The 3,200 traditional Chinese medicine (TCM) practitioners here will need to keep upgrading their knowledge throughout their careers - just as mainstream doctors are required to do - if the laws are amended to make it mandatory.
The Ministry of Health (MOH) would like to make continuing professional education (CPE) compulsory for those in the sector, as part of several changes to bring it in line with what is being done with other healthcare professionals, such as pharmacists and dentists.
It also wants, for instance, to sharply raise the maximum fine that the TCM Practitioners Board can impose on errant practitioners and give it powers to examine if someone is fit to practise.
Practitioners and the public have until May 3 to send in their feedback on the proposed changes.
The ministry said yesterday that since the TCM Practitioners Act was passed in 2000, the board has "progressively put in place programmes and frameworks to raise the professional standards" here. However, it is now timely to review the Act so that it remains relevant to the practice.
The number of TCM practitioners has grown by a third in the past decade, and practices like acupuncture are used in public hospitals.
MOH has proposed changes in three broad areas.
The first is to enhance the TCM Practitioners Board's powers to investigate and discipline those it regulates. As part of this, the maximum fine that the board can impose on practitioners found guilty of professional misconduct will be raised from $10,000 to $50,000. This brings it in line with the boards for dental, pharmaceutical and allied healthcare, which can levy fines of up to $50,000.
The board continues to have the power to suspend or cancel the registration of errant practitioners. Last year, it suspended two practitioners for three months and six months, respectively. This power will not change.
Apart from the board's investigation committees, the Act could also be amended to provide for a complaints review committee.
It has been proposed that the Act specify the maximum time allowed for the two committees to finish their investigations. Based on other healthcare Acts, these committees should complete their work within three months, but they can ask for an extension if a case is complex.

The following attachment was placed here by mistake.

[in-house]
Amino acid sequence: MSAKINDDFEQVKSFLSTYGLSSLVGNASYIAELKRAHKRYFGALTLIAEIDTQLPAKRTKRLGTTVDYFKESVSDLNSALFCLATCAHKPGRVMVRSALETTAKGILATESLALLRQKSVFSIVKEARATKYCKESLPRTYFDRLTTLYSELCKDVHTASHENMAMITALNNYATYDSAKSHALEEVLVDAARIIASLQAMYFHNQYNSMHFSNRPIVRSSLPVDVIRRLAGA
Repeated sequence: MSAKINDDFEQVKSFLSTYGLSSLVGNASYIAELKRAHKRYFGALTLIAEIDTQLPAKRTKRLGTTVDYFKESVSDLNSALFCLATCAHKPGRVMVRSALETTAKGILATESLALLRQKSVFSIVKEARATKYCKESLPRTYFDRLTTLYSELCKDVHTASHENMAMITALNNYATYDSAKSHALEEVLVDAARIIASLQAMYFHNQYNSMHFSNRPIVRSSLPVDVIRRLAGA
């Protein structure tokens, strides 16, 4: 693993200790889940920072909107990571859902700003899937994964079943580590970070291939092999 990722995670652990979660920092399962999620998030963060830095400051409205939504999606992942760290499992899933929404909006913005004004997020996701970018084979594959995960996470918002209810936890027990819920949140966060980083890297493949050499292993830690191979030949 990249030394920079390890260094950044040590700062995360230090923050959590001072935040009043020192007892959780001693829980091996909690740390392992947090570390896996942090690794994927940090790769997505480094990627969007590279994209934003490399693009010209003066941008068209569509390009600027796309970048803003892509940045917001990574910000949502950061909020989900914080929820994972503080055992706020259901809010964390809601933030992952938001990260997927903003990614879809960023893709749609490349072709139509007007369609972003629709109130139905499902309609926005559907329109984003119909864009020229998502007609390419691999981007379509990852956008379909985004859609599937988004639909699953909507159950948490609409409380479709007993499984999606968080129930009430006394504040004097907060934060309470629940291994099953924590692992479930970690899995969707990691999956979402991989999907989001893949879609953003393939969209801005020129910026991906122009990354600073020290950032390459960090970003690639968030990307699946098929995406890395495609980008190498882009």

The second proposed change is to allow the board to look into whether a practitioner is fit to practise. If he is not, he could be temporarily suspended for up to 18 months "if it is necessary for the protection of members of the public" or in the practitioner's own interest.
Lastly, the ministry wants to make CPE compulsory. While the scheme is available now, not everyone takes it up. Once amended, practitioners will have to acquire 50 points over a two-year period. For example, one hour as a speaker or an instructor would give the practitioner two CPE points.
Mr William Peh, a TCM practitioner of six years, is all for pursuing CPE. He has been fulfilling the current recommendation of 25 CPE points per year. "I am a full-time physician, and I want to upgrade myself," he said.
Getting 50 points over two years will not be a problem, he said, as there are many courses available. Mr Peh added that the board also accepts self-declaration of attendance at overseas conferences.
Miss Caryn Peh, managing director of group clinic services at Eu Yan Sang International, which runs more than 20 TCM clinics here, said: "Elevating standards is the way to move the industry forward and ensure it remains relevant.
"It is timely as the expectations of patients are rising because they are now more aware, educated and receptive of TCM treatments and products."